The Novel PKC Member: PKC-θ
Protein kinase C-θ was first isolated and characterized in the early 1990s by Altman et al. (26), as they were searching for nPKC isoforms that may have a distinct role in T cell development and/or activation (12). Other investigators later cloned PKC-θ cDNA from both humans and mice from various tissues (27, 28). Chromosomal mapping identified the location of human PKC-θ gene (PRKCQ) within the short arm of chromosome 10 (10p15), which is a locus that has been previously recognized as being associated with mutations that lead to T cell lymphomas and other T cell immunodeficiencies (29, 30).
Protein kinase C-θ shares its regulatory N-terminal domain and C-terminal catalytic domain with other PKC family members, and is most highly related to nPKC-δ as the V1 domain of the two enzymes shares 49% homology (26). PKC-θ is primarily expressed in lymphoid tissues, hematopoietic cells, and muscle cells (31–33). Murine studies have revealed that there is relatively restricted pattern of expression in these compartments. Subsequent analyses using different lymphoid and myeloid cell types demonstrated that there is selective expression of PKC-θ in T cells and not B cells, neutrophils, monocytes, or macrophages. Furthermore, PKC-θ expression was found in platelets and not erythrocytes (34). Within T cells, single-positive CD4+ and CD8+ peripheral blood T cells and CD4+ CD8+ double-positive thymocytes express high levels of PKC-θ protein (35).
Protein kinase C-θ is the only member of the PKC family that has the ability to translocate to the IS between T cells and APCs upon TCR and MHC-II recognition. PKC-θ can also be activated as a result of G-protein-coupled receptor and hormone receptor signaling (36). The maturation of PKC-θ involves a sequence of phosphorylation steps, which involves PDK1 (phosphoinositide-dependent kinase 1) phosphorylating the activation-loop site of PKC-θ (37, 38). After PDK1 phosphorylation, the “hydrophobic” and “turn” motifs in the C-terminal domain of PKC-θ are exposed and further autophoshporylation stabilizes the enzyme. The “mature” PKC-θ is now primed for activation and is released into the cytosol, where it is in an inactive conformation (39). Upon receptor stimulation PKC-θ translocates to the plasma membrane, due to intracellular increases in DAG. DAG binding to the C1 domain confers high-affinity interaction between PKC-θ and the membrane (40). This leads to conformational change that allows the release of the pseudo-substrate domain from the substrate-binding site. PKC-θ is now in an “active” state and is accessible for substrate binding, phosphorylation, and activation of downstream effector molecules (36, 41). PKC-θ interacts functionally and physically with other downstream effector molecules to mediate T cell activation, differentiation, and migration (23, 42, 43).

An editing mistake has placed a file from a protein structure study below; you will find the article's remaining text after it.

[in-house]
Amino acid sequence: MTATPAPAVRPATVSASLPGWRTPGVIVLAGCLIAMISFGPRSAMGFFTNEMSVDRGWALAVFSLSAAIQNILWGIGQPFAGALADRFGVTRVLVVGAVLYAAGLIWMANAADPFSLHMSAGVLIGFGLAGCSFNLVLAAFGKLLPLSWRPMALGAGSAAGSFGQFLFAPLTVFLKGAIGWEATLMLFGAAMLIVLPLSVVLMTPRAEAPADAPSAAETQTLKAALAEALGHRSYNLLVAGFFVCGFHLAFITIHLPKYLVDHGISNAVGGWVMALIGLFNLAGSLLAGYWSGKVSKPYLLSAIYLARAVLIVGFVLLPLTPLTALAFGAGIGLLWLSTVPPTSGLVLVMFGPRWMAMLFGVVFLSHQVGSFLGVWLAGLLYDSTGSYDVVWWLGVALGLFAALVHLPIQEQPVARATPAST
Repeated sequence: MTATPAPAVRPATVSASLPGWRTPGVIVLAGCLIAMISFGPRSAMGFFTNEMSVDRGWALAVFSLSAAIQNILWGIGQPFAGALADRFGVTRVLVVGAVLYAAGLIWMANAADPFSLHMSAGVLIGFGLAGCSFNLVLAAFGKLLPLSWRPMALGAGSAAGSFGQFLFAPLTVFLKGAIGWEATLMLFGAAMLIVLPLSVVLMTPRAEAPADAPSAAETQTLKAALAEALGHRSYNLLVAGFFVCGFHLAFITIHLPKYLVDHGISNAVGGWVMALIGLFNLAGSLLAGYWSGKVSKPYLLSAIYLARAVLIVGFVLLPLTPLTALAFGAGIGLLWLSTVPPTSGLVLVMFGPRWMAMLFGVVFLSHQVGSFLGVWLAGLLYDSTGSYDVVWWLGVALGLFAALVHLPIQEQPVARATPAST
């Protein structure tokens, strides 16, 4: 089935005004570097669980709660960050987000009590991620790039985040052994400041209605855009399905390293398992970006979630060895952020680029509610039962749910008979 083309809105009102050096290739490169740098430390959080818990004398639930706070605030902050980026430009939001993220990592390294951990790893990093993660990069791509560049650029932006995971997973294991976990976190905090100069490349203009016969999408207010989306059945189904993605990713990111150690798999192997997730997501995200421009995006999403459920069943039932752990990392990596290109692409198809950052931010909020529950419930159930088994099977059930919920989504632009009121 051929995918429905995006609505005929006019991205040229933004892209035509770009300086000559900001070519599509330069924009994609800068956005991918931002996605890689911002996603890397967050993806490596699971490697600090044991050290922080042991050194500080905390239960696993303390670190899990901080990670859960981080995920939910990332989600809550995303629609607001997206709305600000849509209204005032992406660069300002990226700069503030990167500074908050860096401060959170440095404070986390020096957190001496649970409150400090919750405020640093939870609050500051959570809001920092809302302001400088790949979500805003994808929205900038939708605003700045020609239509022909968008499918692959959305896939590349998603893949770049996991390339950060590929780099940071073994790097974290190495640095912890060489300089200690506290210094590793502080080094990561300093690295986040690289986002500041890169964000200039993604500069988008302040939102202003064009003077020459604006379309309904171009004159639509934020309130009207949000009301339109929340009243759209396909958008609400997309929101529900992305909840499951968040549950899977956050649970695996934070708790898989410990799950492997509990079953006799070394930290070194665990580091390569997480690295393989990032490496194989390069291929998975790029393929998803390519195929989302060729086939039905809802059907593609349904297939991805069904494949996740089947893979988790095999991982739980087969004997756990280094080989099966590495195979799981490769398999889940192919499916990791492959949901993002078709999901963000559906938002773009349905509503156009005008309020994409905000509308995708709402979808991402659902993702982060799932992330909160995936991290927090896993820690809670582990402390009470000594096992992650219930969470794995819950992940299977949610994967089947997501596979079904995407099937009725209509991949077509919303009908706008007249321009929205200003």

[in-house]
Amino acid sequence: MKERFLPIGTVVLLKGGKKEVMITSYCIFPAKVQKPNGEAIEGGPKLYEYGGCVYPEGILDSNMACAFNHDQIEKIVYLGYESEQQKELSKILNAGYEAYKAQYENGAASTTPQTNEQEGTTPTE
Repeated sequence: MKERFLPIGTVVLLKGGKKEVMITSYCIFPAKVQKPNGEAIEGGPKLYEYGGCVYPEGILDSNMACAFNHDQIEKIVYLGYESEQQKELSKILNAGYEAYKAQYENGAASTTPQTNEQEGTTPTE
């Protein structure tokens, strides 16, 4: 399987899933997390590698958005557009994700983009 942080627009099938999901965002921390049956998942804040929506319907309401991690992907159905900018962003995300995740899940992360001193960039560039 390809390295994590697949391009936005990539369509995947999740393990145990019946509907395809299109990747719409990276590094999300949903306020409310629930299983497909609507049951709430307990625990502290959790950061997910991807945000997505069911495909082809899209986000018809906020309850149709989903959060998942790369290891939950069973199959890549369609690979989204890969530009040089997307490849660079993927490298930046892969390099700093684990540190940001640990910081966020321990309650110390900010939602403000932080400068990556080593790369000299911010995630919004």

The Role of PKC-θ in the T Cell Synapse
Immunological synapses form between a T cell and an antigen-presenting cell, following peptide recognition via the TCR and MHC molecules. The synapse acts as the interface between the two cells and is formed by specific protein aggregation. The synapse is composed of two regions: the central core supramolecular activation cluster (cSMAC) that is surrounded by a peripheral supramolecular cluster (pSMAC) (44). Lipid rafts do not increase in the IS, but rather the rafts are reorganized preferentially in the cSMAC upon TCR/CD28 stimulation (45). The cSMAC encompasses the TCR and co-stimulatory receptor tails, whereas the pSMAC contains adhesion molecules (e.g., LFA-1) (44). PKC-θ is the only member of the PKC family that is recruited to the c-SMAC of the IS (43). PKC-θ is recruited to the cSMAC/pSMAC junction and is dependent on physical association with the cytoplasmic tail of CD28 (46, 47). More specifically, PKC-θ is located in the TCRlow “ring” of the cSMAC where it co-localizes with CD28 for signaling initiation. The TCRhigh compartment of the cSMAC is where signal termination and internalized signal complex degradation occur (48, 49).
Protein kinase C-θ translocation to the cSMAC is mediated by its regulatory V3 domain (proximal to the catalytic domain) and requires Lck (lymphocyte-specific protein tyrosine kinase). In stimulated T cells, Lck is recruited to the tyrosine-phosphorylated P190Y*AP (PR motif) found in the cytoplasmic tail of CD28, via its SH2 domain. The interaction between the PXXP motif of PKC-θ V3 and the SH3 domain of Lck is necessary for PKC-θ and CD28 co-localization (50, 51). The CD28–Lck–PKC-θ interaction is thought to be responsible for the reorganization of lipid rafts, auto-phosphorylation and activation of Lck, stabilization of IL-2 mRNA expression, and other additional biological functions (47, 49, 52).
PKC-θ is Critical for T Cell Activation and IL-2 Production
T cell receptor engagement and CD28 interaction initiates a series of PKC-θ-dependent events that eventuate in activation of transcription factors, such as NF-κB, AP-1, and NFAT, which are critical for CD4+ T cell activation, proliferation, and differentiation (53–55). NF-κB (nuclear factor kappa b) is a major target of activated PKC-θ and this interaction leads to IL-2 production. NF-κB is generally in an inactive form within the cytoplasm, where its nuclear localization signal (NLS) is masked by the multi-subunit inhibitor κB (IκB). These inhibitors undergo degradation when IκB kinases (IKK) become activated via PKC-θ phosphorylation, leading to nuclear translocation of NF-κB (56, 57). However, this process requires other effector molecules that link via PKC-θ to NF-κB IKK complex. Phosphorylation of caspase activation and recruitment domain (CARD) and membrane-associated guanylate kinase (MAGUK) domain-containing protein-1 (CARMA1) by activated PKC-θ (58–60) promotes CARMA1 to associate with Bcl10 (B-lymphocyte lymphoma/leukemia 10) and mucosa-associated lymphoid tissue 1 (MALT1) proteins, which leads to activation of the IKK complex (58, 59).